Famsert
        • 1 Year Ago
        @Bill
        You said it right there didn't you? To compete in Japan you need to offer superior cars. Americans can't do small cars better than the Japanese. Americans can do pickups and muscle cars both of which are niches in Japan.
        kazkoda
        • 1 Year Ago
        @Bill
        And built better.
      • 1 Year Ago
      [blocked]
      GR
      • 1 Year Ago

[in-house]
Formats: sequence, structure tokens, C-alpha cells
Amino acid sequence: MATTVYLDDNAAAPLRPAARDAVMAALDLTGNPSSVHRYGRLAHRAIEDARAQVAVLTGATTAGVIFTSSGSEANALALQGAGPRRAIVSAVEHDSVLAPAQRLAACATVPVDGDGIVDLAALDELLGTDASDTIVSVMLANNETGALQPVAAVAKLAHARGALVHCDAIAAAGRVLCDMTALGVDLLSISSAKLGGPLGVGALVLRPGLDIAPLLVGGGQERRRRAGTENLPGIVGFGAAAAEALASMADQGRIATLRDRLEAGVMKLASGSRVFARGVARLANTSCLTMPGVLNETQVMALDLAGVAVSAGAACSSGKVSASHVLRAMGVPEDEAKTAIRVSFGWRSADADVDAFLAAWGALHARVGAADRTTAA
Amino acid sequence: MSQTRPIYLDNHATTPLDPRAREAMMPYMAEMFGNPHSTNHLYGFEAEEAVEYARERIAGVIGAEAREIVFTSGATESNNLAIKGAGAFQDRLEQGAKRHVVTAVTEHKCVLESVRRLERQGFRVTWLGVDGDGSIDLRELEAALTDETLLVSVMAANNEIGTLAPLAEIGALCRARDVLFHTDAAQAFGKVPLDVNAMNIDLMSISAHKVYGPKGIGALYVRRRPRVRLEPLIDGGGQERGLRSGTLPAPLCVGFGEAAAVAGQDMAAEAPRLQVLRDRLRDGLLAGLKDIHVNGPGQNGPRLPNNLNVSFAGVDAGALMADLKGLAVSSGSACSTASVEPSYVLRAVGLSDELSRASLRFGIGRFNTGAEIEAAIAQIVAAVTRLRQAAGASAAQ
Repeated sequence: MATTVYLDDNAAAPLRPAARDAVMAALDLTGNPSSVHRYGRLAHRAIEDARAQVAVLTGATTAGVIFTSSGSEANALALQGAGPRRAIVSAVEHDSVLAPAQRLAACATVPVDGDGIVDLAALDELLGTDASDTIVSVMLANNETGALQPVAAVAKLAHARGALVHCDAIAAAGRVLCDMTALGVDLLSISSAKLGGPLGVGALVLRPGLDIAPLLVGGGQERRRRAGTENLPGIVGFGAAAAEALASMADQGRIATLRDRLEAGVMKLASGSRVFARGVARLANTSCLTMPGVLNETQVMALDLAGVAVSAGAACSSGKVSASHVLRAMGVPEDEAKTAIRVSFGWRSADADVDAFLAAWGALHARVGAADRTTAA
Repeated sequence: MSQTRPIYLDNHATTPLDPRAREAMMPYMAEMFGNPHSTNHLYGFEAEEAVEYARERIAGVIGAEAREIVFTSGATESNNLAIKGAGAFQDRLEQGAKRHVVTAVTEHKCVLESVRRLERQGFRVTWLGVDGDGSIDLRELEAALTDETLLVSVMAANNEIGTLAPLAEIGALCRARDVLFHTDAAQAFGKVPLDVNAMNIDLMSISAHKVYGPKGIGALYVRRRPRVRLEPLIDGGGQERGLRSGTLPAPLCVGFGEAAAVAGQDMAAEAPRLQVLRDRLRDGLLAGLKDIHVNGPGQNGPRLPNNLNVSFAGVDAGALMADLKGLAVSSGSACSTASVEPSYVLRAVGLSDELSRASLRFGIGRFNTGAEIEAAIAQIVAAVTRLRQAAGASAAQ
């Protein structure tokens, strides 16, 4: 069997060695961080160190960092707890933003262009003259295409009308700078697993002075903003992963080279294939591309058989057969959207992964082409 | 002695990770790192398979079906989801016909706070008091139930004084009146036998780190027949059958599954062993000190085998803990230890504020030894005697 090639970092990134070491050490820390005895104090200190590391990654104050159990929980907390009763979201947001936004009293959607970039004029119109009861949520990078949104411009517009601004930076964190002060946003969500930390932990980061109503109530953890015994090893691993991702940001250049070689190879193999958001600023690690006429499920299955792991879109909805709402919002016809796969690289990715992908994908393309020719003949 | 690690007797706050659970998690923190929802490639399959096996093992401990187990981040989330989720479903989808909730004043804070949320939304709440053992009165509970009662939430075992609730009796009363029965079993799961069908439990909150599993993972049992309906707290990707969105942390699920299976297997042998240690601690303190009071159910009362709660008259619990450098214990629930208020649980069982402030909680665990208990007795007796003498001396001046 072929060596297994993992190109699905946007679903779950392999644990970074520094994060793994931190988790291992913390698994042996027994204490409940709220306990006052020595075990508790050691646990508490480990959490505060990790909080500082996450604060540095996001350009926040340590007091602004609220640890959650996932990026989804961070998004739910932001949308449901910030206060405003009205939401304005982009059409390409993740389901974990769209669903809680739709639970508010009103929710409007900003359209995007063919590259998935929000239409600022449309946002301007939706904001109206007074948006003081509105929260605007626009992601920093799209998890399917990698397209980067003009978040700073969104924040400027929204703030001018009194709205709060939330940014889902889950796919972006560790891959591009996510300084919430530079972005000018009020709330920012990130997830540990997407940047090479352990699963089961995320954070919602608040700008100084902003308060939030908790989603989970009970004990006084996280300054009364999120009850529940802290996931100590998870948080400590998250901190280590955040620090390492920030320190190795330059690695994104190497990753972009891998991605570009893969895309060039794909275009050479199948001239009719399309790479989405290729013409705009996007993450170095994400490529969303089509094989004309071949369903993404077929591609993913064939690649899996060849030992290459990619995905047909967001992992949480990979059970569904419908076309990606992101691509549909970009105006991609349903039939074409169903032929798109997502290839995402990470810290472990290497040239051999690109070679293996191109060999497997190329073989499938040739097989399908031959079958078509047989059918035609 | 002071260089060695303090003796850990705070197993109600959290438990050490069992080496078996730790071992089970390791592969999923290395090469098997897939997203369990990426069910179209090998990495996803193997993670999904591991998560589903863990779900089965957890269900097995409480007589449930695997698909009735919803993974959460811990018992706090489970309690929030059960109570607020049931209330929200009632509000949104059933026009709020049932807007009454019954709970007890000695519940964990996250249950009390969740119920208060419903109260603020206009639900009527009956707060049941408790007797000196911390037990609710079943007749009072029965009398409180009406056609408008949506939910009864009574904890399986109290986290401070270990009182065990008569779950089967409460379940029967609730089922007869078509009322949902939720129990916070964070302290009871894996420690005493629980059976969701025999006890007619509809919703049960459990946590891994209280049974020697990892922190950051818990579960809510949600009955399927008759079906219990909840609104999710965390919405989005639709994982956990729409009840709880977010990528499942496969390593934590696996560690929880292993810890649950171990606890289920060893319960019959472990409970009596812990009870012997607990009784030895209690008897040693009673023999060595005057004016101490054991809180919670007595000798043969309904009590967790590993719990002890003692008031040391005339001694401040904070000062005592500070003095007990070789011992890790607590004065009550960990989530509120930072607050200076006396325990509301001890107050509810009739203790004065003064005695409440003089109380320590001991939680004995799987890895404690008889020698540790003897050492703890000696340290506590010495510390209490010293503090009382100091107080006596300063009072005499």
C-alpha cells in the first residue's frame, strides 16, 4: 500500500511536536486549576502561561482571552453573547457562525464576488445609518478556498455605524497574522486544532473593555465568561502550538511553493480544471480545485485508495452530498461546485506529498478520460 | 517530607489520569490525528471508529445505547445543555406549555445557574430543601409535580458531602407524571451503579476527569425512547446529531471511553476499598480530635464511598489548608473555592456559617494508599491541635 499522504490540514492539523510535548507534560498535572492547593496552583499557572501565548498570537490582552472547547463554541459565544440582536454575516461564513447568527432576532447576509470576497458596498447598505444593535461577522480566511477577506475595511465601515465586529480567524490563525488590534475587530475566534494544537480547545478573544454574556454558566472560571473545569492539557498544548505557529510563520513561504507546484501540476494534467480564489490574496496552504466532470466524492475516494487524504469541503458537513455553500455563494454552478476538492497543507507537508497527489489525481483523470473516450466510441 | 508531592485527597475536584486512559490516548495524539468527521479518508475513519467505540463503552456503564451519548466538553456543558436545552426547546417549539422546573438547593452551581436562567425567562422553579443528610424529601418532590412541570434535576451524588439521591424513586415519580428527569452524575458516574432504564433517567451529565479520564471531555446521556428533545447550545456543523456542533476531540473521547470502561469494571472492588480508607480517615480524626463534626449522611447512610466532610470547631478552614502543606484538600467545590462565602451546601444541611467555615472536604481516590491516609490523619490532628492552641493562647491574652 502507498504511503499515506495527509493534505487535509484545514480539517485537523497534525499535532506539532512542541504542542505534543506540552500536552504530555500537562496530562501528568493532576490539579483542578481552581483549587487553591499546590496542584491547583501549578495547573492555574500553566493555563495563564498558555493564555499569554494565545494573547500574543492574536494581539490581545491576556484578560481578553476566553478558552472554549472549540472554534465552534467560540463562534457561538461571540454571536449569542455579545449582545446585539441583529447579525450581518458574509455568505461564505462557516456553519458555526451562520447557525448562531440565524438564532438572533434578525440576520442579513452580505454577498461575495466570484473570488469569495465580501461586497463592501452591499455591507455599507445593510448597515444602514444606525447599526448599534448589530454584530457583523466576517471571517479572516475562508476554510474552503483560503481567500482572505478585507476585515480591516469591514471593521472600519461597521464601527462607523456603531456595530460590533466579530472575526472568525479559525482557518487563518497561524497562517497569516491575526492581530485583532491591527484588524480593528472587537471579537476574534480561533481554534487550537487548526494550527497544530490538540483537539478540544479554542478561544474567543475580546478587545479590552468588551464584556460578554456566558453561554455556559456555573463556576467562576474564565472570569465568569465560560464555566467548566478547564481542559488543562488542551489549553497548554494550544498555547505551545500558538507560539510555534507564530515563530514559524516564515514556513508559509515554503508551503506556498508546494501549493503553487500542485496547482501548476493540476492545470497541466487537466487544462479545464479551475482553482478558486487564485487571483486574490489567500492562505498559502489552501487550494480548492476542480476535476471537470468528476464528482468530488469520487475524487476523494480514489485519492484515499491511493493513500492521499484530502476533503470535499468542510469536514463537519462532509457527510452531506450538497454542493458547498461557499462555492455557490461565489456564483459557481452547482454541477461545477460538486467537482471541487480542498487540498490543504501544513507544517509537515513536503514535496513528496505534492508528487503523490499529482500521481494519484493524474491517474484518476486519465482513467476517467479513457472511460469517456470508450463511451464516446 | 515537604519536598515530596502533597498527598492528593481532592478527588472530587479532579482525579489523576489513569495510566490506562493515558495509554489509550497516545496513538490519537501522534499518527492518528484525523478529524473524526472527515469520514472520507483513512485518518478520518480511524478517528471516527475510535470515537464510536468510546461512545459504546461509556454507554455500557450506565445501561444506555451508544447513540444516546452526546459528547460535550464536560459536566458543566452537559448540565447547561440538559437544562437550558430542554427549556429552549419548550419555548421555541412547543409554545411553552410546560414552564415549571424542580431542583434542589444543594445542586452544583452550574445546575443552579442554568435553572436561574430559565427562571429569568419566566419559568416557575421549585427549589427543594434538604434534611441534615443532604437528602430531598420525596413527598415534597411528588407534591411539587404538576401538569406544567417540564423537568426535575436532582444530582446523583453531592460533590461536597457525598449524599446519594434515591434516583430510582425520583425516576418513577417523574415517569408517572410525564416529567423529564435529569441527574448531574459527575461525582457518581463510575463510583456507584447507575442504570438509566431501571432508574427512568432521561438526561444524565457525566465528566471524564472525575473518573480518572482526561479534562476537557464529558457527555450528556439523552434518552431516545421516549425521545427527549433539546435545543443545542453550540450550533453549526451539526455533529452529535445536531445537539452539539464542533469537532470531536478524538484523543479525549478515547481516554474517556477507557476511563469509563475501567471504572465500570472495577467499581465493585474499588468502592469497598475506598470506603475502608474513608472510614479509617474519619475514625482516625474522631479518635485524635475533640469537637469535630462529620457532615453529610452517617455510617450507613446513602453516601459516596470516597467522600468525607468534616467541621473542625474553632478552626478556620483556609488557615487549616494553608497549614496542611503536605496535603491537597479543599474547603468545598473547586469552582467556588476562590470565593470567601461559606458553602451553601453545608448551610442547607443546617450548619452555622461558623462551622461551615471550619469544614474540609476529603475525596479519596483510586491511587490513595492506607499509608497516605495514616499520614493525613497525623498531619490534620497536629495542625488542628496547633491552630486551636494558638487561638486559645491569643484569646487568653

Want to sell in Japan? Build for Japan. You can't merely try to sell the same thing as here over there. For Japanese companies, the cars sold in Japan differ from the line up sold here because they take into account the differences in automotive needs. If you have never been to Japan, then it may be hard to imagine why American cars don't sell well there. Once you go, you will quickly realize that most drive cars that would be considered ultra compacts and therefore the best selling segment are kei-cars which have 660cc max displacement. Now tell me of a company that is not Japanese that builds cars within kei-car specs. Not even the Smart ForTwo qualifies with the motor it has in the American market. Simply, no one else makes a more suitable car for the masses of Japan. This is also why brands like Suzuki and Daihatsu, which failed in the US, strive in Japan. Both are actually very profitable. Both are makers who focus on small cars, especially kei-cars. To prove my point, Suzuki outsold Nissan in 2012. That is something UNTHINKABLE in the US market, but a common reality in Japan because of the huge difference in car segments between the US and Japan. Due to the high cost of ownership, high fuel prices, car category taxes, stringent vehicle inspections, tiny yet expensive parking spaces, etc. many Japanese have resorted to buying very small cars like kei-cars. Until recently, the gov't was offering a tax rebate on hybrids which spurred hybrid sales. This has ended and consequently, hybrid sales have cooled down a bit in favor to kei-car sales. Now compare with what the Big 3 offer. They don't make kei-cars nor do they make hybrids that best Japanese models in fuel economy. There is little reason why a Japanese person should buy an American car given American cars weren't designed for Japan's unique driving, parking, and cost conditions. The people who drive American cars in Japan are the people who are American car enthusiasts and went out of their way to obtain and incur the added cost of owning one. They are like cult cars or status cars. American cars are not shunned or disrespected in Japan. They just don't suit the needs of most people in Japan therefore fail to sell well. It's a big difference from the Japanese makers who purposefully design cars for their foreign markets. Not even the Honda Civic is sold in Japan anymore due to low sales. However, Honda continues to develop and produce the car for foreign markets like the US. This is how and why there is such a difference between import sales in the different nations. The Japanese carefully craft their cars for the intended market. Americans can seem to care less about to whom and where it is sold. The end result in sales figures is not at all surprising.